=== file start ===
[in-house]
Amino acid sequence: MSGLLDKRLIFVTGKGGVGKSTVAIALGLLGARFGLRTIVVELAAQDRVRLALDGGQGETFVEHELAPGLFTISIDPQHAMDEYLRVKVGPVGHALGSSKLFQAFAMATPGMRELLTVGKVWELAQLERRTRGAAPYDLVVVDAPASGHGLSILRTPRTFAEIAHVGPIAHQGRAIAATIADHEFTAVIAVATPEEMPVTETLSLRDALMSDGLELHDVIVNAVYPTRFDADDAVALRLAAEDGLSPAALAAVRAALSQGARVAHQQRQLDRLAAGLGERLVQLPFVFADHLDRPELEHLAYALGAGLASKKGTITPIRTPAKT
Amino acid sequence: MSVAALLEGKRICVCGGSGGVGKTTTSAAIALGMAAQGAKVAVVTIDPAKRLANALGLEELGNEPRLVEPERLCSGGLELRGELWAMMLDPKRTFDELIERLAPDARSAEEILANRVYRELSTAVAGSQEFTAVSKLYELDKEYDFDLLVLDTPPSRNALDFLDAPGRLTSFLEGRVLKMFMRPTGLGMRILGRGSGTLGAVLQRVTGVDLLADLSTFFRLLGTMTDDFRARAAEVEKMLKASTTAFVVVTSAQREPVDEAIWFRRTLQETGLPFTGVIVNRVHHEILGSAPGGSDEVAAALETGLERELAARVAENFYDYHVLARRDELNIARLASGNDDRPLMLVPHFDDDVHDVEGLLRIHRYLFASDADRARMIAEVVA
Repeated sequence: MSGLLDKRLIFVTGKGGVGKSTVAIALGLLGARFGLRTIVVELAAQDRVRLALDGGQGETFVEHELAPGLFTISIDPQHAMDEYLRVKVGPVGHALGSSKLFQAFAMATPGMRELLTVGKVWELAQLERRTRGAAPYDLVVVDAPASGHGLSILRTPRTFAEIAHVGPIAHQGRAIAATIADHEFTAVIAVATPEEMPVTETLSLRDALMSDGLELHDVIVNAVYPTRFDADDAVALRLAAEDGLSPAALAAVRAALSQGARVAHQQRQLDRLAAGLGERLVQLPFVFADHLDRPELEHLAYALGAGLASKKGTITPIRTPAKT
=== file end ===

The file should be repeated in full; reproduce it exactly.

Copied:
[in-house]
Amino acid sequence: MSGLLDKRLIFVTGKGGVGKSTVAIALGLLGARFGLRTIVVELAAQDRVRLALDGGQGETFVEHELAPGLFTISIDPQHAMDEYLRVKVGPVGHALGSSKLFQAFAMATPGMRELLTVGKVWELAQLERRTRGAAPYDLVVVDAPASGHGLSILRTPRTFAEIAHVGPIAHQGRAIAATIADHEFTAVIAVATPEEMPVTETLSLRDALMSDGLELHDVIVNAVYPTRFDADDAVALRLAAEDGLSPAALAAVRAALSQGARVAHQQRQLDRLAAGLGERLVQLPFVFADHLDRPELEHLAYALGAGLASKKGTITPIRTPAKT
Amino acid sequence: MSVAALLEGKRICVCGGSGGVGKTTTSAAIALGMAAQGAKVAVVTIDPAKRLANALGLEELGNEPRLVEPERLCSGGLELRGELWAMMLDPKRTFDELIERLAPDARSAEEILANRVYRELSTAVAGSQEFTAVSKLYELDKEYDFDLLVLDTPPSRNALDFLDAPGRLTSFLEGRVLKMFMRPTGLGMRILGRGSGTLGAVLQRVTGVDLLADLSTFFRLLGTMTDDFRARAAEVEKMLKASTTAFVVVTSAQREPVDEAIWFRRTLQETGLPFTGVIVNRVHHEILGSAPGGSDEVAAALETGLERELAARVAENFYDYHVLARRDELNIARLASGNDDRPLMLVPHFDDDVHDVEGLLRIHRYLFASDADRARMIAEVVA
Repeated sequence: MSGLLDKRLIFVTGKGGVGKSTVAIALGLLGARFGLRTIVVELAAQDRVRLALDGGQGETFVEHELAPGLFTISIDPQHAMDEYLRVKVGPVGHALGSSKLFQAFAMATPGMRELLTVGKVWELAQLERRTRGAAPYDLVVVDAPASGHGLSILRTPRTFAEIAHVGPIAHQGRAIAATIADHEFTAVIAVATPEEMPVTETLSLRDALMSDGLELHDVIVNAVYPTRFDADDAVALRLAAEDGLSPAALAAVRAALSQGARVAHQQRQLDRLAAGLGERLVQLPFVFADHLDRPELEHLAYALGAGLASKKGTITPIRTPAKT